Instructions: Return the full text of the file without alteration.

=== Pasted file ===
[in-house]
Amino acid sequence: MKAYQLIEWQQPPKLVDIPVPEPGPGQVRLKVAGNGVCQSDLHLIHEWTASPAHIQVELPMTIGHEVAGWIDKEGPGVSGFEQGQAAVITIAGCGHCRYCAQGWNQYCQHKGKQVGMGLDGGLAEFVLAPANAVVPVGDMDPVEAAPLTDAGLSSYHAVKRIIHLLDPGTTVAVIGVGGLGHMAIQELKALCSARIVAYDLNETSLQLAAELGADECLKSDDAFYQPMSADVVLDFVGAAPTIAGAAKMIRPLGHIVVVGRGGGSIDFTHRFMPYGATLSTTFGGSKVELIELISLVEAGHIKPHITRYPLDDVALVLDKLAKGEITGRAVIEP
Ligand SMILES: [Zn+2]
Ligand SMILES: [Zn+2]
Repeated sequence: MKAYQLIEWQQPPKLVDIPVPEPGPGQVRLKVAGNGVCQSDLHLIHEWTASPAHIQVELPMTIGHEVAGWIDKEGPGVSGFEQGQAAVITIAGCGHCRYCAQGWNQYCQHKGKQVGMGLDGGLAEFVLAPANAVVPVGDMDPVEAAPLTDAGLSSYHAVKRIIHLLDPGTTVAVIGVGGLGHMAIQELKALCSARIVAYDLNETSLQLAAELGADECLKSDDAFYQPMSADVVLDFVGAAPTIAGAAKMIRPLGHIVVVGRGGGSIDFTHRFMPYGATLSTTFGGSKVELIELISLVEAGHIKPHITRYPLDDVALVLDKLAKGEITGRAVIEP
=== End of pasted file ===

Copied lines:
[in-house]
Amino acid sequence: MKAYQLIEWQQPPKLVDIPVPEPGPGQVRLKVAGNGVCQSDLHLIHEWTASPAHIQVELPMTIGHEVAGWIDKEGPGVSGFEQGQAAVITIAGCGHCRYCAQGWNQYCQHKGKQVGMGLDGGLAEFVLAPANAVVPVGDMDPVEAAPLTDAGLSSYHAVKRIIHLLDPGTTVAVIGVGGLGHMAIQELKALCSARIVAYDLNETSLQLAAELGADECLKSDDAFYQPMSADVVLDFVGAAPTIAGAAKMIRPLGHIVVVGRGGGSIDFTHRFMPYGATLSTTFGGSKVELIELISLVEAGHIKPHITRYPLDDVALVLDKLAKGEITGRAVIEP
Ligand SMILES: [Zn+2]
Ligand SMILES: [Zn+2]
Repeated sequence: MKAYQLIEWQQPPKLVDIPVPEPGPGQVRLKVAGNGVCQSDLHLIHEWTASPAHIQVELPMTIGHEVAGWIDKEGPGVSGFEQGQAAVITIAGCGHCRYCAQGWNQYCQHKGKQVGMGLDGGLAEFVLAPANAVVPVGDMDPVEAAPLTDAGLSSYHAVKRIIHLLDPGTTVAVIGVGGLGHMAIQELKALCSARIVAYDLNETSLQLAAELGADECLKSDDAFYQPMSADVVLDFVGAAPTIAGAAKMIRPLGHIVVVGRGGGSIDFTHRFMPYGATLSTTFGGSKVELIELISLVEAGHIKPHITRYPLDDVALVLDKLAKGEITGRAVIEP